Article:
These candles represent people, who God gifted generously with friends, family and church. All of them leave behind huge holes of life they filled for many others. All of them leave behind people who are grieving. On All Saints Sunday, we not only light a candle to remember these good people, we say a prayer for ourselves, too. Our prayer is that in our grief, we remember the promise, that death is not the last word.
Grief is hard. But then, who in this room doesn’t know that? All of us are likely grieving something. Job, moving, broken relationships, financial failure, caring for someone who is ill and the sacrifice that entails, new physical disabilities, the loss of a pet, the leaving of a beloved pastor. The pain of our grief is directly in relation to the magnitude of our loss, and here is the thing, no one can determine that magnitude, except us. This is what makes grief so lonely. It is uniquely experienced just by us.
Revelation speaks a promise in the midst of our grief, whether that grief is for someone who has died or a change that in our life that is hard to accept. Revelation was written for a church that knew a couple of things about grief. The Revelation church was undergoing severe persecution for being believers in Jesus. They lost their family for believing. They lost their livelihood for believing. Many, likely lost their lives for believing.
For them and us, Revelation bears a promise. In the midst of our pain, God surrounds us with both the saints that have gone before and the saints of today. All of these saints are represented in the scripture by the people in white robes. They are believers, people of the church, the baptized who have washed their robes in the blood of the lamb to make them white. While the saints who have passed will surely hunger no more, thirst no more and cry no more. Their work is not done. With the saints of today, the Church, they will minister to us, sill on our journey, as suffer loss, as we cry. This is the promise that we rely upon in our grief.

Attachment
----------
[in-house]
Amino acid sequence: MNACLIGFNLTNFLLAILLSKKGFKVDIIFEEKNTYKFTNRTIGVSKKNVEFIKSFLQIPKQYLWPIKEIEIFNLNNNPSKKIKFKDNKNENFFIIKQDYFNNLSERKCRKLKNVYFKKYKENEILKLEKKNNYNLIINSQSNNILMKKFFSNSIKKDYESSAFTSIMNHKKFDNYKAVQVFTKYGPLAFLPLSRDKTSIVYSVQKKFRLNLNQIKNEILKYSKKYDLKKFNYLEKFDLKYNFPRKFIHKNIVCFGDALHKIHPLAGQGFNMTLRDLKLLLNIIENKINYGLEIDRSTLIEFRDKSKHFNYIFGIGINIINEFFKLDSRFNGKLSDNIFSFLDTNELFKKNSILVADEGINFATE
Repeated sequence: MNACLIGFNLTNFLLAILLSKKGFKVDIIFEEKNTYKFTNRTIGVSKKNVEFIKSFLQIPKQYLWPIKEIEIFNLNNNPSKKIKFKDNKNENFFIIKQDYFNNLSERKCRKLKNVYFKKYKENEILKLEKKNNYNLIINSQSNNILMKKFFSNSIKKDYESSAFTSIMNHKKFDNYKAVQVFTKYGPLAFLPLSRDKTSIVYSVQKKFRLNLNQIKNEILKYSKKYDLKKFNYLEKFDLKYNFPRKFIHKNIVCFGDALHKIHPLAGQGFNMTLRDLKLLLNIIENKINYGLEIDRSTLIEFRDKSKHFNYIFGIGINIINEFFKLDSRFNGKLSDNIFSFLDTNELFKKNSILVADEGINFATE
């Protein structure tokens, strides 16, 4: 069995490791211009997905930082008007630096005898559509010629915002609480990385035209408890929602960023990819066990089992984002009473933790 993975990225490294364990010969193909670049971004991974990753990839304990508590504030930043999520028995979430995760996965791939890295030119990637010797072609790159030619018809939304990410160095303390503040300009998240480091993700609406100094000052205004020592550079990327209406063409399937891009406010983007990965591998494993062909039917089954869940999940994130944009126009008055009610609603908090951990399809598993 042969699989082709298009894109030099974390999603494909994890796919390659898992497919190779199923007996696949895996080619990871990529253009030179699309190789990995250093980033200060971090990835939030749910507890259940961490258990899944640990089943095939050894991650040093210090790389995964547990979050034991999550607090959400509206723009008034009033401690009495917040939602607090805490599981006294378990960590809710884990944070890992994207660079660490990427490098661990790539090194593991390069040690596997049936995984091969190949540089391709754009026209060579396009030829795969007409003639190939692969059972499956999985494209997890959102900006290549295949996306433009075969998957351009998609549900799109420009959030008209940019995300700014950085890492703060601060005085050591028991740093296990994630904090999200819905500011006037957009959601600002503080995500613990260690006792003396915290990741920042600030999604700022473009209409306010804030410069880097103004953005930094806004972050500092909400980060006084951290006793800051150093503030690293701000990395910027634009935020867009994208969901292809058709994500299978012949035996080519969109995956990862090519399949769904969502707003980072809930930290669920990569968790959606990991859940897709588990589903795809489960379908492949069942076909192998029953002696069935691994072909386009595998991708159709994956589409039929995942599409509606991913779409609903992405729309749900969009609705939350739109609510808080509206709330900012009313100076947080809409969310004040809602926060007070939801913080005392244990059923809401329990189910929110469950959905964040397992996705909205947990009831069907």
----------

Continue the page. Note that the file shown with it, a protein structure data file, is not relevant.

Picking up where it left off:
We can’t trust that promise by closing our eyes and wishing it to be true. As Christ’s body, the church we help each other trust the promise, that Christ’s love is bigger than death. This is the work of our fellowship together. We don’t serve coffee or donuts on Sunday mornings to compete with Jolly Pirate or dinner on Wednesday night to put a dent in the profits at McDonalds. We gather around food so that we get to know each other, listen to each other, hear about joy and successes, hear the grief that is wearing us down. Our fellowship helps us be better ministers of Christ. We help each other trust the promise.
Illness forced one of our members to move three years ago to an independant living facility. Some of you know the difficulty of moving so much life into what can be a small space. This person grieved this move, as we all would. Men and women rallied to help her pack, move and transition to this new place. Then, she was to move again, three years later. And again, men and women from this church, came and helped her pack, and transfer her modest belongings. Men and women of Christ reassured her by their actions that God is present, knows her loss, grieves with her, and longs for all tears to be dried.
Let the promise of life heal our grief by each of us here making the words of promise reality by our care and our action for one another. Al, Charlotte, Hideko, Rowena, Jack, Barbara, Denise, Daniel and Carol join all of the saints encouraging us from a place of life. We join those saints to lift each other up and bear one another’s burdens. Amen